Citing a newspaper report as some sort of medical breakthrough is dubious at best. I don't see a link to the original paper.

    Here is Ben Goldacre on newspaper reports on health issues http://www.guardian.co.uk/commentisfree/2011/jun/17/bad-science-health-reporting

    170:

    and here is NHS Choices 'Behind the Headlines' take on it.

    In short, don't get your hopes up.

    172:

    I've already mentioned this in the "Singularity" discussion preceding this one, but I really think that incremental change could lead to both A (not "THE") singularity, AND considerable extension of useful life, as described in this article which is at least pointing a/the way forward .....

    173:

    "Good" jobs pay well because there aren't enough people to do them. When everyone eventually has a doctorate in physics, an MD, and a CPA license, then the skilled jobs will have their wages rates approch McJobs.

    174:

    That's about what I thought it would be.

    TL;DR: the study wasn't a controlled double-blind crossover, wasn't randomized, didn't run for long enough to deliver conclusive results, used a small cohort, and didn't "cure" anyone. Moreover, the test subjects were still able to produce insulin, albeit requiring metformin or sulfonylurea: no patients with a requirement for insulin injections were involved.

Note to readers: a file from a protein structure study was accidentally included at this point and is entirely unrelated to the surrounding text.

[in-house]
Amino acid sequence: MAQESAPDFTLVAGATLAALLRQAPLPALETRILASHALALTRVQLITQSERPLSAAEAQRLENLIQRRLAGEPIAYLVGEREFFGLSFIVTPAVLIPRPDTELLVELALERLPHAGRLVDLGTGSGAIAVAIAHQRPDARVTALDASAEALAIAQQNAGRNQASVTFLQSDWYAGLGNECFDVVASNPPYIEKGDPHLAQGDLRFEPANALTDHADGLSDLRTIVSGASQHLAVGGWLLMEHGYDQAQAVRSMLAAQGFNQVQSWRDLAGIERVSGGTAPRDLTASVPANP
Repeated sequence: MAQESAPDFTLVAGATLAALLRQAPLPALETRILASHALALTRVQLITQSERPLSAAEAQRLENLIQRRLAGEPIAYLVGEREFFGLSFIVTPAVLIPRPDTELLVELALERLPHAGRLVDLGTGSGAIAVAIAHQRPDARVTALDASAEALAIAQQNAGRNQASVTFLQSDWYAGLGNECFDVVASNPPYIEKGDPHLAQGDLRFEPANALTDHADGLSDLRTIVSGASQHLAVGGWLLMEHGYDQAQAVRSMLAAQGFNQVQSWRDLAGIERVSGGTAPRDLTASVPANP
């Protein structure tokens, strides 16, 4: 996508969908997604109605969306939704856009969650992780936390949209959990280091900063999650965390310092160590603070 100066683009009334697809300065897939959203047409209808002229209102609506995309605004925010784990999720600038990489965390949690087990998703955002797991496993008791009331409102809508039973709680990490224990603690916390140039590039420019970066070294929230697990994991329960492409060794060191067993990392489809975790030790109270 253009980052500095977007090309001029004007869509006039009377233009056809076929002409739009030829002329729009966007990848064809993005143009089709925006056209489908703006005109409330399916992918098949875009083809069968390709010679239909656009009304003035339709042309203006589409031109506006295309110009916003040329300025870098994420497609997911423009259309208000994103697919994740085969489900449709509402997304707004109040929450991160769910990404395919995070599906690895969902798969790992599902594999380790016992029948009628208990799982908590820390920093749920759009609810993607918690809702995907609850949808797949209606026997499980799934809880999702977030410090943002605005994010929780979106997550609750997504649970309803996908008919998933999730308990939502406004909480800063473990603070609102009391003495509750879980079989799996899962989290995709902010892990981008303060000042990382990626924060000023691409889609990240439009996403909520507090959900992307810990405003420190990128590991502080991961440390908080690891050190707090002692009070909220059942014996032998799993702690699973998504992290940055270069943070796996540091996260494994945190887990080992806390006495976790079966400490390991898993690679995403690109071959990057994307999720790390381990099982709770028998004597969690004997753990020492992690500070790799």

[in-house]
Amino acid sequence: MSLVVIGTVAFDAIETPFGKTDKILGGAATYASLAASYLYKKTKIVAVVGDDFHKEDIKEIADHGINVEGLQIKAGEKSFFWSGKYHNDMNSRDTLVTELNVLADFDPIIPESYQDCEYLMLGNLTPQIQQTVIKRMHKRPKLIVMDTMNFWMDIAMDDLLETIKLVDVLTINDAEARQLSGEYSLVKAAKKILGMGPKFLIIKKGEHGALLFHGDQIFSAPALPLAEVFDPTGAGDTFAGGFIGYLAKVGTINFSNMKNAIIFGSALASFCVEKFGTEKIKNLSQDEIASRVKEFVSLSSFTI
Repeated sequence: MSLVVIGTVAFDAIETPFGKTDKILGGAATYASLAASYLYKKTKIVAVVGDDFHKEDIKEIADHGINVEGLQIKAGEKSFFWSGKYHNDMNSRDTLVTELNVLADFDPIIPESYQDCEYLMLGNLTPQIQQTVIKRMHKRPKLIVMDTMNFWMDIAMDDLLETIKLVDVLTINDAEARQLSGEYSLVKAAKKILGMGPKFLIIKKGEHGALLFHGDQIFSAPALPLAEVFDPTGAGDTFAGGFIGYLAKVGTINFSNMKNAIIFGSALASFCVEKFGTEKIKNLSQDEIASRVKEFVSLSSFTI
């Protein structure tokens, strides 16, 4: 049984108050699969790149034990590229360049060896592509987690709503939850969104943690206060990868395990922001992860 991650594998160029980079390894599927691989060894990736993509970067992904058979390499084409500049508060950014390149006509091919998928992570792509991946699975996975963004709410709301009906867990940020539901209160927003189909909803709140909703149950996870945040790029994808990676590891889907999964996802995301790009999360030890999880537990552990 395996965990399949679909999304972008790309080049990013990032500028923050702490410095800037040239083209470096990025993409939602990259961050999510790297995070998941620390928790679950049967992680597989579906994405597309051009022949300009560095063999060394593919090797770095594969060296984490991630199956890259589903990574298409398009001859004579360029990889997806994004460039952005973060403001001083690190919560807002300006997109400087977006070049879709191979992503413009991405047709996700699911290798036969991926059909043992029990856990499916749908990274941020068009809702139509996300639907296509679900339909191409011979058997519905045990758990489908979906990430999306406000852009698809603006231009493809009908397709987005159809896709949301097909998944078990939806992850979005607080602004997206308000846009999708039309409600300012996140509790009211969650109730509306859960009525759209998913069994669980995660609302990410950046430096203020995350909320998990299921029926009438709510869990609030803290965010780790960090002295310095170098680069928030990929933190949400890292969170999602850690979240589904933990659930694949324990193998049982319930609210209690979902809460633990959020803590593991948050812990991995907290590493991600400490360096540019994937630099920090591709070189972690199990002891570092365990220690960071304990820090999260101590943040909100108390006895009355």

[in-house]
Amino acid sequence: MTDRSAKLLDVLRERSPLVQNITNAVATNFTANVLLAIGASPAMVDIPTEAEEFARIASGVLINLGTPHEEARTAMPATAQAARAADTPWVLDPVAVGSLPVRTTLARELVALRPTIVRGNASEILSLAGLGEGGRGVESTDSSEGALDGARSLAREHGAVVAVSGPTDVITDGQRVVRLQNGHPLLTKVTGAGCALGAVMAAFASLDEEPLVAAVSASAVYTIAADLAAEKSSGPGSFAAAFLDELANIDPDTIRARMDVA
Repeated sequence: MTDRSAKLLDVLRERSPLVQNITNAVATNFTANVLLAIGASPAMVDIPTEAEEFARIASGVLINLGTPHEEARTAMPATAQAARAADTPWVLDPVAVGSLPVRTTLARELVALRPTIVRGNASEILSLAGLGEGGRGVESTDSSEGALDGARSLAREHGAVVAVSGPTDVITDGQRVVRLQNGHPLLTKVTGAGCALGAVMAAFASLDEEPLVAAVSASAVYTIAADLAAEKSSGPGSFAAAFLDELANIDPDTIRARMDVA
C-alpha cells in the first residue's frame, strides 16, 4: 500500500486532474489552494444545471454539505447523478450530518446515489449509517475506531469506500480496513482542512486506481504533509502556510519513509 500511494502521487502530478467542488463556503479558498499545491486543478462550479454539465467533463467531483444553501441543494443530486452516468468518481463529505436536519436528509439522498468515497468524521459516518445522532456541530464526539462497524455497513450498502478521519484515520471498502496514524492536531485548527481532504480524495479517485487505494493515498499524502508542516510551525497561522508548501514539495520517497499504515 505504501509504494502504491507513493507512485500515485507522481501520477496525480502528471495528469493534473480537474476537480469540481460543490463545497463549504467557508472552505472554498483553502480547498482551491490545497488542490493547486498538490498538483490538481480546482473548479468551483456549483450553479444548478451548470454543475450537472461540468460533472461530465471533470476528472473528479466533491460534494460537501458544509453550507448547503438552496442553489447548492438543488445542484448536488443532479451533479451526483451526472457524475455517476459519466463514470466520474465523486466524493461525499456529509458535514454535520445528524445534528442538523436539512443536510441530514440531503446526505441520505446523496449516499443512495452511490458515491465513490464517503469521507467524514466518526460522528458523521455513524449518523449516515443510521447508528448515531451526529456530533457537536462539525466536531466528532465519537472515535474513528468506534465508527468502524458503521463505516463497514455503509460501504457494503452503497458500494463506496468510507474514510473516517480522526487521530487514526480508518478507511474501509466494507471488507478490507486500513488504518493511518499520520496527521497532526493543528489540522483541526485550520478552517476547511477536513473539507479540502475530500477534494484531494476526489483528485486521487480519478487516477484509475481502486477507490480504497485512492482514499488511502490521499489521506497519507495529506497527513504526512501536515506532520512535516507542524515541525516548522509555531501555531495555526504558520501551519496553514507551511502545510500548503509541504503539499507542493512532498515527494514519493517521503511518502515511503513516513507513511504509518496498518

In short, it's a useful piece of minor research but it doesn't prove anything and it certainly doesn't justify headlines screaming about a "cure" for type II diabetes.

    Moral of story: do not trust ANY story you read in a British newspaper about health-related breakthroughs until you have checked the scientific literature or at least the pop science press (who are a little less likely to get it totally wrong).

    175:

    A few random thoughts that I don't think have been mentioned yet.

    * Interesting first 10-20 years as the pharma company that invented it fights the bootleg generics that quickly come into existence. Would we see folk who took bootleg versions become criminalised? Would we get a bunch of common bootlegged versions with dodgy side effects?

    * What if "maturity" isn't just number-of-years lived, but has a biological basis. I can imagine there being some positive behavioural changes in folk past child bearing age that got kin selected... so it's vaguely possible that reverted folk remain young-and-dumb despite the number of years lived.

    * How much is the fear of death and not making a mark on the world a driver for progress? If it has any significance then maybe we see fewer new companies, new research programs, new technology, etc. when "I've got to do X before I'm 30/40" becomes "I've got a few hundred years"...